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Jonathan Goldstein Pays Tribute to Brian Kerner

Following sad news of Brian Kerner’s passing last night, JLC Chair, Jonathan Goldstein pays tribute:


Brian was driven by a love and commitment to British Jews and Israel, but also a passion for getting things done efficiently. He would always dryly observe that there were thousands of Jewish organisations in Britain, all replicating each other's work. Brian's lifelong push for cooperation and collaboration led him to have a hand in the creation of many of the institutions of UK Jewish life.

As chair of the United Israel Appeal, Brian led the merger with Jewish Continuity that created the UJIA. At the start of the second Intifada, he brought together different Jewish and pro-Israel organisations in a Cross-Community Coordination Group (CCG) to plan for the crisis, and ended establishing and helping to lead BICOM. As chair of the CCG, Brian was also involved in setting up the JLC itself. 

Brian was one of the first Jewish leaders to recognise the threat of the anti-Israel boycott movement. He founded the Fair Play Campaign, the Jewish world's first standing anti-boycott umbrella group, and acted as its Co Chairman.

Anyone who worked with Brian will also remember his sharp wit, his occasionally-risqué sense of humour and his love of Arsenal football club. Brian was a dedicated fundraiser who was always willing to lend support of his time, his resources, his connections and his passion.

The British Jewish community was immensely enriched by Brian's work, and is poorer for his passing. I wish his wife Sylvia and family comfort and pray that his memory will be a blessing. 

JLC Board & Council of Membership Change

JLC PRESS RELEASE                                                                                                                      

Thursday 20th December 2018

JLC Board & Council of Membership Change

The Secretary of State for Housing, Communities and Local Government has announced that Gerald Ronson CBE has agreed to lead, jointly with Lord Feldman, the national fundraising effort for the Memorial to the Holocaust and Learning Centre.  Following this announcement, the Jewish Leadership Council (‘JLC’) has been informed that Gerald Ronson CBE is stepping down from the JLC’s Board and Council of Membership to focus on his new role; the changes are with immediate effect. 

Commenting, Jonathan Goldstein, JLC Chairman said:

“On behalf of everyone at the JLC, I would like to thank Gerald for the tremendous contribution he has made to the JLC since the organisation was founded in 2003.  Gerald is one of the greatest leaders in our community and has been an unparalleled mentor for me and so many others.”

Gerald Ronson CBE, commented:

“As 2019 approaches, I have been reviewing my business and Community commitments.  I have agreed to support the Government in leading the fundraising campaign for the UK Holocaust Memorial and Learning Centre.  I expect that this very important project will take a considerable amount of my time and, coupled with my role as Chairman of the Community Security Trust, the work of my Foundation, and my business interests, I believe that it is time for me to step down from the Jewish Leadership Council.  The JLC plays a fundamental role in our community and I am proud to have been of service for the last 15 years; the JLC will continue to have my support and guidance whenever it is needed.”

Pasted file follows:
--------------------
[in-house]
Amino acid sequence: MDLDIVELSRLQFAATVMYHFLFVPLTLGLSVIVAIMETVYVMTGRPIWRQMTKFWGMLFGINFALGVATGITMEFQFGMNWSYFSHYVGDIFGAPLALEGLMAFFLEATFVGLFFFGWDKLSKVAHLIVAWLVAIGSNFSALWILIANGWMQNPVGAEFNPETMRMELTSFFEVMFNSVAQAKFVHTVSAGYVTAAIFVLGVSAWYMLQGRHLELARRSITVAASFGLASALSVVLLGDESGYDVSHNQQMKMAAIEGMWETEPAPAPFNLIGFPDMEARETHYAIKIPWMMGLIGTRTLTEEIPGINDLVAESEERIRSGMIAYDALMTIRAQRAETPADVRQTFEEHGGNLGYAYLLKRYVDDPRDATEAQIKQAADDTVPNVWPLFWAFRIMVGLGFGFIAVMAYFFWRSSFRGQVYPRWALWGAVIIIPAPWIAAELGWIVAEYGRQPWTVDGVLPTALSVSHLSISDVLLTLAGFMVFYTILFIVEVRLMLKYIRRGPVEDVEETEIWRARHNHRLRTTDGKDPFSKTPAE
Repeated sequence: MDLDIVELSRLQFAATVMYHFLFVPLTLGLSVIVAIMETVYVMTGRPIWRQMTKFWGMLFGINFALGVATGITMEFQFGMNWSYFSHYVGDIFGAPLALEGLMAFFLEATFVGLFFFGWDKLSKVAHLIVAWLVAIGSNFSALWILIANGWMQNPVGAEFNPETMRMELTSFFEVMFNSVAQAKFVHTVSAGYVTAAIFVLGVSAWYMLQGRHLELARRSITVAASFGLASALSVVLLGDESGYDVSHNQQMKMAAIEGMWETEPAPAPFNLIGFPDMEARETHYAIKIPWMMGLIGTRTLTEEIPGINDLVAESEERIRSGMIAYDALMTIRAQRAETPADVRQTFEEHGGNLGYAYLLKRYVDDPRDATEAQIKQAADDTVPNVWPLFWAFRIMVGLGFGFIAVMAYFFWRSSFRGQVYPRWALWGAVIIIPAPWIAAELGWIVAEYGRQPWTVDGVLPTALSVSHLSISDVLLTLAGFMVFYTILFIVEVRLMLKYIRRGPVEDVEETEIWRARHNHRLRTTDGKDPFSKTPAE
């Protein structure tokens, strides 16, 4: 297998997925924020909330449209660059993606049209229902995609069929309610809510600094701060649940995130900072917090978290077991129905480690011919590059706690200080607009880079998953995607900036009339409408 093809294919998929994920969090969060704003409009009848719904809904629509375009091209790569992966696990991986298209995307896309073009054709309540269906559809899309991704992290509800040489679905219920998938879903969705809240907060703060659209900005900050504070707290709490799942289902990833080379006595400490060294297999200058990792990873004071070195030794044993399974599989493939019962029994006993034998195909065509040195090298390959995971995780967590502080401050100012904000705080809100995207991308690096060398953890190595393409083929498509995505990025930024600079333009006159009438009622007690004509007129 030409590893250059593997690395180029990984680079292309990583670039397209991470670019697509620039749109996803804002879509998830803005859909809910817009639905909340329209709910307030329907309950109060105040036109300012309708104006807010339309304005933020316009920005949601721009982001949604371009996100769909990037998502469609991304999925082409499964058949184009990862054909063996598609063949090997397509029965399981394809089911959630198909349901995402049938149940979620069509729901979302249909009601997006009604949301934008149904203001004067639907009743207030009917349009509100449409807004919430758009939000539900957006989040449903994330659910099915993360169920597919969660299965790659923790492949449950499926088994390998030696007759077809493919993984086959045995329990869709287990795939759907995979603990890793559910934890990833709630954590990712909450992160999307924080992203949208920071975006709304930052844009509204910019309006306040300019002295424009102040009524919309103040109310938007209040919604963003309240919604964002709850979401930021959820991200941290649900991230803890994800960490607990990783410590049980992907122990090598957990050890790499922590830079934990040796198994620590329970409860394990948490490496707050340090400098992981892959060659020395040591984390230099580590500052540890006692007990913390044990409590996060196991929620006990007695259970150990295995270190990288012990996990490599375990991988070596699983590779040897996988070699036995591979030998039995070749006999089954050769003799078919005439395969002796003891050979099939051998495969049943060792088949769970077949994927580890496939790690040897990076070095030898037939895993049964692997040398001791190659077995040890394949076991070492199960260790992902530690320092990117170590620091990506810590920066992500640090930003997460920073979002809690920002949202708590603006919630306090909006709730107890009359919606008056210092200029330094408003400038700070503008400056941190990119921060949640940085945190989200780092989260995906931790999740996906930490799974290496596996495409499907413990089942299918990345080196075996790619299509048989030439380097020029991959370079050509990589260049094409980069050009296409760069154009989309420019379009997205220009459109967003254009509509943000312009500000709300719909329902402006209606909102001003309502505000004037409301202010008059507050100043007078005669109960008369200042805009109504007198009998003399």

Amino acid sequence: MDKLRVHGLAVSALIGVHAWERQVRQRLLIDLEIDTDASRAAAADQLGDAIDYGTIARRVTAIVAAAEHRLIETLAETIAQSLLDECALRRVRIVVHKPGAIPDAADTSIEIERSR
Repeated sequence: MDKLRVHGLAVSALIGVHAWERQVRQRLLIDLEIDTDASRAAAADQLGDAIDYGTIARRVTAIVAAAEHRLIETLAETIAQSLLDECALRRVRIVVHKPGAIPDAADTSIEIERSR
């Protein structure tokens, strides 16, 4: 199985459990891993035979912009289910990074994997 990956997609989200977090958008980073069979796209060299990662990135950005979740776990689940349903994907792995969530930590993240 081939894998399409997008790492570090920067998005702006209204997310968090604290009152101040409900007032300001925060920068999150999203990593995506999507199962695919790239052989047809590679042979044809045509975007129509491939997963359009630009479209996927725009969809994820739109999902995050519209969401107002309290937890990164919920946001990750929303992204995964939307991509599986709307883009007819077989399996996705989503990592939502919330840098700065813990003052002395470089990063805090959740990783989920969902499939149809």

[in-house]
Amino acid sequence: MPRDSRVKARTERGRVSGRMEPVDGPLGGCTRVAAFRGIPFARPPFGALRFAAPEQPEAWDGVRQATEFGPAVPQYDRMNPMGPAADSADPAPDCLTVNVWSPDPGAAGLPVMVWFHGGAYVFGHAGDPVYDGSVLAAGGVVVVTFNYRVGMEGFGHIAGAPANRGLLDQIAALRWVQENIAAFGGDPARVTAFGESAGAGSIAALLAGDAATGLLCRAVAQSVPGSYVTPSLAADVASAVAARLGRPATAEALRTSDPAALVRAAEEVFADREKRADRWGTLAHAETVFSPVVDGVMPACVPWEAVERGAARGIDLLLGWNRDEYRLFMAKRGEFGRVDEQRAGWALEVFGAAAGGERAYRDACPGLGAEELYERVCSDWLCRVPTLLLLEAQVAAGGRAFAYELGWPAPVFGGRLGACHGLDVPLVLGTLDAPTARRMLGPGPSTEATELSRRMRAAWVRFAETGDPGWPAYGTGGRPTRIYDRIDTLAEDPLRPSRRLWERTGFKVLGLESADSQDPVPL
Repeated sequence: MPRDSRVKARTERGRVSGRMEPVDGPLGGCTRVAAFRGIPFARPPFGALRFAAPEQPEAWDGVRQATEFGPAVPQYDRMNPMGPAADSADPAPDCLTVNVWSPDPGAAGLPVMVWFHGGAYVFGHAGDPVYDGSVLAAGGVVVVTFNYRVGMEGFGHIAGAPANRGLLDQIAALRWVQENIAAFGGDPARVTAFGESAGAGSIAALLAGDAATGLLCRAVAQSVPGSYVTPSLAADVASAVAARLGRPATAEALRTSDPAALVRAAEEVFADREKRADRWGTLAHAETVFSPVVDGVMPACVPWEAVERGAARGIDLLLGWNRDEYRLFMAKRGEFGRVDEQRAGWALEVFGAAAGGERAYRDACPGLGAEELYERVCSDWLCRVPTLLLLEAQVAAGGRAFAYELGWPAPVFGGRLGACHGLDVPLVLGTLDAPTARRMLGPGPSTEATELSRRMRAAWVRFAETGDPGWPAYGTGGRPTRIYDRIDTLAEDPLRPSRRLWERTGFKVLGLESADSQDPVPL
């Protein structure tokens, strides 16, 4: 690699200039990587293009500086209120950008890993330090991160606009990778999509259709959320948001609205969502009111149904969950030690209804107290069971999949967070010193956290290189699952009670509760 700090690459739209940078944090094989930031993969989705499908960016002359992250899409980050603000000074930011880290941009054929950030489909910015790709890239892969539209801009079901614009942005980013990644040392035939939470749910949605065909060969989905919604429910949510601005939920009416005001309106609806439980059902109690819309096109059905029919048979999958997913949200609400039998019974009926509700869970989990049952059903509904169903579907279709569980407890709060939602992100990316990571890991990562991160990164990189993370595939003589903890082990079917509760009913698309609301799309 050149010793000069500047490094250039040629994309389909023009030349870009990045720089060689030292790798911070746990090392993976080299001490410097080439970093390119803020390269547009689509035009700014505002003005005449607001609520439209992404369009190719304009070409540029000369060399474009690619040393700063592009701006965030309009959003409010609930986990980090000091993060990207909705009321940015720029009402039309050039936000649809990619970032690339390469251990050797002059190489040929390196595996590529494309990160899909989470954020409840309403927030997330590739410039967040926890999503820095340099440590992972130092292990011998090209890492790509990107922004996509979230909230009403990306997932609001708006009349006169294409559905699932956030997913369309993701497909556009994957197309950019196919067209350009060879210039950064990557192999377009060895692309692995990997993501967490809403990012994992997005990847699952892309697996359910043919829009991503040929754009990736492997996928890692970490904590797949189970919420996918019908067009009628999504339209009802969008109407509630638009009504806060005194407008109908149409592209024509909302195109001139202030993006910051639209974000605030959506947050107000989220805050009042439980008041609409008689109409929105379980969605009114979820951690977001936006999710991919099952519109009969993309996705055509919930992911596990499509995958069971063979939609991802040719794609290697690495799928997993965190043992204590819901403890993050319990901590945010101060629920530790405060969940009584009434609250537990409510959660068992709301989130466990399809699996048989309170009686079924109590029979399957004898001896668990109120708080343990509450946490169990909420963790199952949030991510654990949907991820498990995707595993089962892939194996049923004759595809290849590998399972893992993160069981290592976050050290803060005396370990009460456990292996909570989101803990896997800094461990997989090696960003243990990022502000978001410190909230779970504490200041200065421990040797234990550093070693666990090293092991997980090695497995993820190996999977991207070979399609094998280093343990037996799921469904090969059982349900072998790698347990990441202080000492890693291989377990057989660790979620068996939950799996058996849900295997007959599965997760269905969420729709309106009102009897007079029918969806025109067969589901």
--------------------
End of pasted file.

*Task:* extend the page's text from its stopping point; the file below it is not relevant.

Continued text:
Latest blogs

Jami's Head On Shabbat

JLC CEO Simon Johnson writes about Jami's Mental Health Awareness Shabbat this week.

This article first appeared in the Jewish Telegraph 4/01/19


Jami's Head On Shabbat

For this first column of 2019, I want to look ahead to next Shabbos, Parshas Bo, on 12th January 2019, which is Mental Health Awareness Shabbat, promoted by our member organisation, JAMI. It has the working title of “Head On” and, as in previous years, it will hope to make congregants in the hundreds of shuls, which are participating, more aware of issues of Mental wellbeing.

It seems that 2018 was dominated by stories about antisemitism in politics. Certainly, that was the major theme of my columns in 2018.

But, whilst all those issues were being dealt with, the overall work of the JLC continued, but perhaps without any similar fanfare.

The subject of mental wellbeing, especially among young people has been a major thread of the JLC’s work with our members in 2018.  We have tried to make this a priority for our work.

Adolescence and the early years of adulthood are a time of life when many changes occur, for example changing schools, leaving home, and starting university or a new job. For many, these are exciting times. They can also be times of stress and apprehension.

The expanding use of online technologies, while undoubtedly bringing many benefits, can also bring additional pressures, as connectivity to virtual networks at any time of the day and night grows.

Half of all mental illness begins by the age of 14, but most cases go undetected and untreated. Suicide is the second leading cause of death among 15-29-year-olds.

Fortunately, there is a growing recognition of the importance of helping young people build mental resilience.

Evidence is growing that promoting and protecting adolescent health brings benefits not just to adolescents’ health, both in the short- and the long-term, but also to economies and society. 

Prevention begins with being aware of and understanding the early warning signs and symptoms of mental illness.

It is this belief in wellbeing, resilience and prevention, which has lain behind much of the work that we and our members have focussed on through the year.

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Enough Is Enough on Labour Antisemitism